Claire Mann, |
(Foot Stompin', 2001)
This self-titled debut album from Claire Mann is a solid piece of work. With a mix of Irish and Scottish traditional songs and tunes, it contains a good variety of material showcasing Mann's many talents. Although mainly featuring Mann's instrumental abilities, the album also contains a couple of vocal tracks from this versatile young lady. The accompaniment on the recording is excellent, and arrangements are quite well done.
Mann is a young but musically mature artist hailing from Newcastle, England, and currently residing in Edinburgh, Scotland. An all-Ireland champion on both the flute and whistle, Mann has two recordings already with the group Tabache, but this is her first solo recording. Mann plays fiddle, flute and whistle on this album, as well as providing vocals. She is backed by a number of talented musicians: Aaron Jones (10-string bouzouki, guitar, vocals), John Joe Kelly (bodhran), Brian McAlpine (keyboard) and Simon Thoumire (concertina).
The album begins with "Fahey's," a set of reels featuring Mann on both flute and fiddle. Right from the start of the album, it is clear that Mann has equal prowess on both instruments, playing with accuracy and excellent expression. Kelly's bodhran is impressive as well -- the tone (which, unfortunately is so often missing with bodhran players) is fantastic, and the rhythms diverse. This theme carries into the second track, "Chloe's Passion," a lilting set of jigs with some great bouzouki tunes.
"The Green Laurels" is the first vocal track on the album, accompanied by whistle and bouzouki. There are some nice whistle harmonies in this one, and Mann has a good voice -- a little on the low side, and quite strong and natural -- but I find that her vocals aren't quite as expressive as her playing. Expression, however, is the name of the game in "Cumberland to Colpitts," a set beginning with reels with a wonderfully unique transition to jigs and some fine instrumentals.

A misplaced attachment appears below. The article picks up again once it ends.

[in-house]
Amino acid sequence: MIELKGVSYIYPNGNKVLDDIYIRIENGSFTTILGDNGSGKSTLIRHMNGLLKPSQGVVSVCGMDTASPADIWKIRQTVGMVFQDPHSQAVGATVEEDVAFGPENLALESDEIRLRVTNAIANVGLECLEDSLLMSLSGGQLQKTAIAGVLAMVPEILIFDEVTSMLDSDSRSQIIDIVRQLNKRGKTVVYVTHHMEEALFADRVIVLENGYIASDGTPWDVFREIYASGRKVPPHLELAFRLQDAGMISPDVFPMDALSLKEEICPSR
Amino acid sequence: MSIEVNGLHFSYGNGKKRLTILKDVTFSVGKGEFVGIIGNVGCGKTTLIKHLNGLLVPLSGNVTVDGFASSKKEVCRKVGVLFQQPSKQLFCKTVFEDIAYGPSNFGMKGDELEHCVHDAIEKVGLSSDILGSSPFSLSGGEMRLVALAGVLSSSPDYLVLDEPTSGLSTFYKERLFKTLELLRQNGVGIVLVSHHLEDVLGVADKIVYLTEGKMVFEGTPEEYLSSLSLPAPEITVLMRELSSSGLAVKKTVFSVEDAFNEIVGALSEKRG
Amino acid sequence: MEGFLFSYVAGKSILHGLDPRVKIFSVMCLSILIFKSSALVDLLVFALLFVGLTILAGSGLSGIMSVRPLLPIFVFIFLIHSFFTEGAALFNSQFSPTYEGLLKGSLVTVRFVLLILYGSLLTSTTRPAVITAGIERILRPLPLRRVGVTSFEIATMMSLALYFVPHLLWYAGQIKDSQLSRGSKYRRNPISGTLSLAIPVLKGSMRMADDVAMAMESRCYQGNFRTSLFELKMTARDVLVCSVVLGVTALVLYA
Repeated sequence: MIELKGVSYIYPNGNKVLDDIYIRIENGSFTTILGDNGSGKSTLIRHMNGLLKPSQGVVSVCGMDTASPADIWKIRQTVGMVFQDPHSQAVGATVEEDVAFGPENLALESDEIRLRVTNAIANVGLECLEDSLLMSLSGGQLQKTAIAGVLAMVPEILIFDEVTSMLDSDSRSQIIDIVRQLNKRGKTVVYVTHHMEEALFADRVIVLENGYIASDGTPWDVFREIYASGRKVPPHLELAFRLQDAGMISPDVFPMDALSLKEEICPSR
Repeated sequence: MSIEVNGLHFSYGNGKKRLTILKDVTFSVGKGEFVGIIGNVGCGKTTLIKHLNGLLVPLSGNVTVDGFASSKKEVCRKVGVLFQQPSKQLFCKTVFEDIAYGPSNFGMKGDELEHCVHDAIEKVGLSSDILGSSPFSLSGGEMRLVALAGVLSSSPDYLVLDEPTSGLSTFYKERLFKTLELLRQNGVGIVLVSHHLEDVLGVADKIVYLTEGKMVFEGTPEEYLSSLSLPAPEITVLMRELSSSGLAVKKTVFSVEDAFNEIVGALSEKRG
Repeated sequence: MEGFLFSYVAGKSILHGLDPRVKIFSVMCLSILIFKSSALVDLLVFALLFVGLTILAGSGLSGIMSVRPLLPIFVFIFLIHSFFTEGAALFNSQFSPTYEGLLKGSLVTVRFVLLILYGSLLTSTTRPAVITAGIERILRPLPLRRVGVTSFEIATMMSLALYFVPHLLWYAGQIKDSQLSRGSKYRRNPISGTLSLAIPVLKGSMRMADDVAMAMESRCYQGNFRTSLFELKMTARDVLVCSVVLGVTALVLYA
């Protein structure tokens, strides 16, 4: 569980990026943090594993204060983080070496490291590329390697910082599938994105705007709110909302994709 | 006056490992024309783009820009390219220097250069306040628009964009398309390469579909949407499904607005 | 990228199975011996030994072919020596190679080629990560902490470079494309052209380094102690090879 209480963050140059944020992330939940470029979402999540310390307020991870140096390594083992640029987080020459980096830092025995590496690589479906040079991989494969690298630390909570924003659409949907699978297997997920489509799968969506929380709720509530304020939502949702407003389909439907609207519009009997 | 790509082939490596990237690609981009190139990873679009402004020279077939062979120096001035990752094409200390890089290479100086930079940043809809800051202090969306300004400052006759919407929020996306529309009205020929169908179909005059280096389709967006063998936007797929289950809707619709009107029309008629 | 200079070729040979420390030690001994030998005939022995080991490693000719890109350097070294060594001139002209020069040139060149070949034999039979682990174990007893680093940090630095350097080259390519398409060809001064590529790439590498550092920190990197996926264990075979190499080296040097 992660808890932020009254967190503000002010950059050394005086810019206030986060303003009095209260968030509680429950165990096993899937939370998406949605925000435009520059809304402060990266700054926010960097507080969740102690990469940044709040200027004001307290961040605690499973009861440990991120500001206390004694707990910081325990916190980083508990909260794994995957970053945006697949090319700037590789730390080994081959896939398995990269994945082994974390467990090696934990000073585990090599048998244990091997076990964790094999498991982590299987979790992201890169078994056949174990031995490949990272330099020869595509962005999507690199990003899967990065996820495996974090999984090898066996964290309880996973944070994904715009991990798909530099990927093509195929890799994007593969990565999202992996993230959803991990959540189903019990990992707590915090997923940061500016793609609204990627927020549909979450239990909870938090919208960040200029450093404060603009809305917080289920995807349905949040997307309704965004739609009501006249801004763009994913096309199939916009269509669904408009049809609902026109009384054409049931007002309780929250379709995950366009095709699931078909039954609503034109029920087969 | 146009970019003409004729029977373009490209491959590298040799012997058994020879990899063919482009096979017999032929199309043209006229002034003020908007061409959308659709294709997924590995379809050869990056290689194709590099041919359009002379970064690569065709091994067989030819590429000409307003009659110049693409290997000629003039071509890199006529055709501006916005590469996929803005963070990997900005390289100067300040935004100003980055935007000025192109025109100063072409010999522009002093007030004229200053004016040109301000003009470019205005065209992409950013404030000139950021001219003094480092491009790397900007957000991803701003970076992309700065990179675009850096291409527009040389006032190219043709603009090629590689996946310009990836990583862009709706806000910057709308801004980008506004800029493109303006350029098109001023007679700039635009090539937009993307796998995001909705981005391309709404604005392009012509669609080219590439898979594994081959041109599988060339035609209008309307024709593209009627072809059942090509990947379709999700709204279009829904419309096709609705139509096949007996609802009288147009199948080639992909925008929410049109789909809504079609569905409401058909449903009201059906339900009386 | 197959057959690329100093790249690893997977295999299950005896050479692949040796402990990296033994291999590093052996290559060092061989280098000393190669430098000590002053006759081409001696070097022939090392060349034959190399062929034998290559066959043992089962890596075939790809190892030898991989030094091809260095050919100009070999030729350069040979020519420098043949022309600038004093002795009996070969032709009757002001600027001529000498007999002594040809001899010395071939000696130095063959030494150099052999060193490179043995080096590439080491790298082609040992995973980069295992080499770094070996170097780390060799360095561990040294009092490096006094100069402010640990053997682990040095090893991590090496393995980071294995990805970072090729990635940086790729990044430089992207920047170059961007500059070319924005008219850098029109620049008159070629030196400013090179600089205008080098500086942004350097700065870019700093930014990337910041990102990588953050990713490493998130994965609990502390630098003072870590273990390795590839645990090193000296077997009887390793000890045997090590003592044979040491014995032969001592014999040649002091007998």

The aptly named set of polkas, "Polkas," is a little different. It features a combination of flute and keyboard that is more common to Cape Breton music than to Irish and Scottish. Although it isn't quite the percussive, zippy accompaniment I'm accustomed to, it makes for a pleasant, cheerful set of tunes. The air "Mornings at Bonny Doon" contains some great intertwining harmonies with Mann's fiddle and flute, while "Mrs. Malaprops Obsessed Island" is an expressive set of jigs with a pleasant, bouncy feel, and delightful bouzouki and bodhran.
The light and airy "Tim's Mazurka's" again includes some keyboard accompaniment and a lovely arrangement while Mann's expressive fiddle takes the spotlight for "Cronin's," a jig and reel set. Next, Mann sings "Drinaun Dhun," a lovely song with beautiful accompaniment. Now, although Mann's voice does justice to this song, I prefer the more zippy tunes (unless they're short and sweet -- this one's not). I also didn't like the way a lot of the words were broken into two or three notes when one would have sufficed; I'm not sure if that's how the songs were written or if it was a personal embellishment of Mann's, but the shorter form would have improved the overall sound.
The album's final two tracks are great sets. "The Commodore" is a quick-paced set of reels with Mann's flute and Jones' bouzouki. The instruments work well together and Mann maintains a good individual quality to the notes along with impeccable expression even with the fast pace. "The Fiddle Cushion" begins with a strathspey and a lively, lilting reel, then shifts gears for a jig with another neat transition -- a great finish!
Although I would have liked to hear more harmonies between the fiddle and flute in many of these sets (more often than not, they were simultaneously playing the melody), on the whole I quite enjoyed this recording. There is an excellent variety of tunes on the album -- jigs, reels, polkas, mazurkas, an air and a strathspey -- as well as a couple of vocal tracks. Mann has formidable talent in many areas and the ability to put feeling into her playing rather than just playing the notes. A great introduction to a fine musician!
[ by Cheryl Turner ]